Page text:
Editorial | Collecting on our blood at Somme and Ypres
Today in Paris, the 11th day of the 11th month of 2018, scores of world leaders, Donald Trump among them, will join French President Emmanuel Macron for ceremonies to commemorate the 100th anniversary of the end of World War I.
Andrew Holness will not be among them. But Jamaica has a profound stake in this affair. By most estimates, just over 11,000 Jamaicans, all volunteers, served in the British forces in the Great War. Around 1,000 of them, or nine per cent, were killed. Many were wounded and maimed. Some, even if not so declared, emerged as heroes.
Perhaps the most famous of the Jamaican veterans of that war was Norman Manley, the national hero, premier and founder of the People's National Party. He fought in the nasty battles at Somme and Ypres, was decorated for his bravery, and emerged from the war with what today might have been diagnosed as post-traumatic stress disorder. Happily for Jamaica, and its political development, Mr Manley made a full recovery.
So, Jamaica has an investment in blood in the battlefields of Europe in a war, which, when the armistice sounded at the 11th hour on the 11th day of the 11th month of 1918, Lloyd George, the British prime minister, heralded "an end to all wars". As the last century has revealed, Lloyd George's aspiration, unfortunately, hasn't been fulfilled. In some respects, the world is displaying many of the symptoms, as Mr Macron has observed, that erupted into the global conflagration of 1914 and, merely two decades after the cooling of that affair, the Second World War.
Which is where Donald Trump is significant. The assassination of Archduke Ferdinand, and the resulting Austro-Hungarian demands on Serbia, were the proximate trigger for the First World War. Yet, behind the events of Sarajevo was a toxic blend of nationalism, ethnocentricity, religious intolerance and bigotry, political rivalries and the absence of a global mechanism for preventing and mediating disputes. Greater power assertion, ultimately, was law, unless otherwise declared in bilateral agreements, or contested on the battlefields.
The weaknesses and dangers inherent in those arrangements were clearly understood - though disastrously underappreciated by others among America's political and economic elite - by American President Woodrow Wilson. In the aftermath of the Great War, he, rightly, championed the establishment of the League of Nations and warned against America's "retreat ... to isolationism".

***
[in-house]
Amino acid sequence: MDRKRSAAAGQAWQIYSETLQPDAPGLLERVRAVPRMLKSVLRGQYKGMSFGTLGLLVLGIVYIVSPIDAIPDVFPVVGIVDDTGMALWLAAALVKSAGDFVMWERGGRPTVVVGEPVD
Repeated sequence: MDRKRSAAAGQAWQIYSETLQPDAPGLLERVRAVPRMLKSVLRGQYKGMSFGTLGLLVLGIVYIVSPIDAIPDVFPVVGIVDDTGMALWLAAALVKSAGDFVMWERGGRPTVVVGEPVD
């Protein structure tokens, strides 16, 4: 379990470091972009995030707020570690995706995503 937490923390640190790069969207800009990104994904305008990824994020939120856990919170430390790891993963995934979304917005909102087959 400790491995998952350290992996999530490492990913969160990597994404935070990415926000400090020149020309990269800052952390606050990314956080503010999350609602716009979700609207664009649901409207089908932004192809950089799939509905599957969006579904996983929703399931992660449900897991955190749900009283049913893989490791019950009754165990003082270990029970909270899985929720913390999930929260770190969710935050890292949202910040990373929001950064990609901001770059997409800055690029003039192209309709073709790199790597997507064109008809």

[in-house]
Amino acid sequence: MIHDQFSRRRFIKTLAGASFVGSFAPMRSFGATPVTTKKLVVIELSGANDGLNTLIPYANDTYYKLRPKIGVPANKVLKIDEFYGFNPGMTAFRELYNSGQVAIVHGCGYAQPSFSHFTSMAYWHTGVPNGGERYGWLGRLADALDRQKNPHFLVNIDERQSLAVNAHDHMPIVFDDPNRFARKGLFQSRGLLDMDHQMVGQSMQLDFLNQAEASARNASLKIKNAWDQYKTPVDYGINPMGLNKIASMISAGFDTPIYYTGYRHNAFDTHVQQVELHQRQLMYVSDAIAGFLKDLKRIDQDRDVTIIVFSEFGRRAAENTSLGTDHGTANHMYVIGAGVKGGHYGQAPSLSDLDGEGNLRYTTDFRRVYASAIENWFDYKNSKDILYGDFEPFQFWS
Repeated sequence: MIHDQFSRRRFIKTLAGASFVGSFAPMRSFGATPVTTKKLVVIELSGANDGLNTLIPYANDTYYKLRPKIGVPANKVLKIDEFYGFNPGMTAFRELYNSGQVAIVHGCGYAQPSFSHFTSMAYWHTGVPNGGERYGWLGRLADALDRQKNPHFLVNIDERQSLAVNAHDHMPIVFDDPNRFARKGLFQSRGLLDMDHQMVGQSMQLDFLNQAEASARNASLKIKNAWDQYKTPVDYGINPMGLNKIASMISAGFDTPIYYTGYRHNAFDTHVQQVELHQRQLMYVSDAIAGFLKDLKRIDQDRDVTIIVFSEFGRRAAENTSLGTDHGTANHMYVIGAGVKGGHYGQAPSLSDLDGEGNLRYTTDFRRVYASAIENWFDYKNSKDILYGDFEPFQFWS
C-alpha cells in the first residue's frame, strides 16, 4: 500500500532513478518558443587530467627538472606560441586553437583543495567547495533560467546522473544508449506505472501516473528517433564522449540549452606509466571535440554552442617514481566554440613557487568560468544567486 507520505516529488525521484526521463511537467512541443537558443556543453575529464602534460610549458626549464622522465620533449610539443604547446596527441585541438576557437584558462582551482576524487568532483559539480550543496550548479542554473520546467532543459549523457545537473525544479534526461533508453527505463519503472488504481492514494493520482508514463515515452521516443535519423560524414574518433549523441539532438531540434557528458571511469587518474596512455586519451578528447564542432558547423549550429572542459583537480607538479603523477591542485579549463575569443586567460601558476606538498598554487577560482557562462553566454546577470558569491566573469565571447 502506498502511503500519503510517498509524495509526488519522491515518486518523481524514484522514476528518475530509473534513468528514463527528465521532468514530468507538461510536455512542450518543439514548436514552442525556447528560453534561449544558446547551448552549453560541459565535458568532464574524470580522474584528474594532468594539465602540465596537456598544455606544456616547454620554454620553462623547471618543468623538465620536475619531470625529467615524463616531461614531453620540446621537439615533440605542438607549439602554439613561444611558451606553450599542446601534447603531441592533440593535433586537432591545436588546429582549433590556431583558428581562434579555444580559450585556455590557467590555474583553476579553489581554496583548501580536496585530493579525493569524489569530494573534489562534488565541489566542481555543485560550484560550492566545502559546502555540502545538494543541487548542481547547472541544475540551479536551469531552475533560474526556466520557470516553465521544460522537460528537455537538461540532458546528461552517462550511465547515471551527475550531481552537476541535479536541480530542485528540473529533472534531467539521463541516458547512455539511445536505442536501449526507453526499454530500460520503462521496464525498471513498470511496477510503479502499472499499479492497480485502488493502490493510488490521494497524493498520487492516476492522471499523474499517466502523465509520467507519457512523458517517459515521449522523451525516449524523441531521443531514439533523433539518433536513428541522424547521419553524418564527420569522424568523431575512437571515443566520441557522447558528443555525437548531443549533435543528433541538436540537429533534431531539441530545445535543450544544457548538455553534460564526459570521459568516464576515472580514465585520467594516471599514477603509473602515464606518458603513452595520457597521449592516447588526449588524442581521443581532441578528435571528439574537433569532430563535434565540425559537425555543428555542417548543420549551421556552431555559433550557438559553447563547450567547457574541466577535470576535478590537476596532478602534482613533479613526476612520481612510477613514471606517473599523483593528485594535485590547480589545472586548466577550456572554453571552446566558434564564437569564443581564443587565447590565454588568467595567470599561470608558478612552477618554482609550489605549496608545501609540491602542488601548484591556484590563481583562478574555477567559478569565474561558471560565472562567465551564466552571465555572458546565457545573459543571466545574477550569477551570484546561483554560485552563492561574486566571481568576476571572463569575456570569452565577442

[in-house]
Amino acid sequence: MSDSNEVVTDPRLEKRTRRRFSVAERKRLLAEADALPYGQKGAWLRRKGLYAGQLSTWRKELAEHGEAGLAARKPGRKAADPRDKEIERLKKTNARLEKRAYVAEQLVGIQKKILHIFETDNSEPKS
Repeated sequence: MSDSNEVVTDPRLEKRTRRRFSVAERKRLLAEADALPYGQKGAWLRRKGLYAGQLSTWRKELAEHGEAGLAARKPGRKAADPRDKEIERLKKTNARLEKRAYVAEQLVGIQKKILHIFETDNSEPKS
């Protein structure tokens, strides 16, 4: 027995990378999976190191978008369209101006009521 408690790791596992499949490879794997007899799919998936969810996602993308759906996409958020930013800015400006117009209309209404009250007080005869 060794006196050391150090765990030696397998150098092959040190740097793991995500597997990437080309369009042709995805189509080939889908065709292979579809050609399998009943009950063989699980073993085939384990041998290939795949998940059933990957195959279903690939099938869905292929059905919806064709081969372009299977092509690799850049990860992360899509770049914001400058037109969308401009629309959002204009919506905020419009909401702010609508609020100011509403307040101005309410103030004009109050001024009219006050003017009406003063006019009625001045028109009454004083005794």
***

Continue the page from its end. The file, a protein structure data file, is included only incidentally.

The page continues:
Unfortunately, he wasn't heeded. America, whose presence would have added to the legitimacy to the institution, stayed out of the League of Nations. America looked inwards. Within two decades, an ascendant xenophobia and extreme nationalism gave rise to the Nazis, the Second World War and the extermination of six million Jews.
We are again hearing echoes of the ethnocentric ideologies and jackbooted intolerance that gained traction in the latter part of the first half of the 20th century - in, among others, Viktor Orban of Hungary, Andrzej Duda in Poland and Germany's AfD (Alternative for Germany) party. They are emboldened by Mr Trump's 'America First" nationalism that rejects multilateralism for old-school, greater-power politics.
"America is governed by Americans," Mr Trump told the United Nations at its general assembly in September. "We reject the ideology of globalism, and we embrace the doctrine of patriotism. Around the world, responsible nations must defend against threats to sovereignty, not just from global governance, but also from other, new forms of coercion and domination."
This newspaper, of course, sees no contradiction between patriotism and adherence to the multilateral arrangements that offer small countries like Jamaica the only real insulation against arbitrary action by big, powerful ones, except in a sublimation of sovereignty. That is why Jamaica has a stake in the maintenance of global order based on multilateralism.
A century ago, thousands of young Jamaican men paid down that ideal with their blood in places with names like Somme, Ypres and Verdun, and others they probably couldn't pronounce.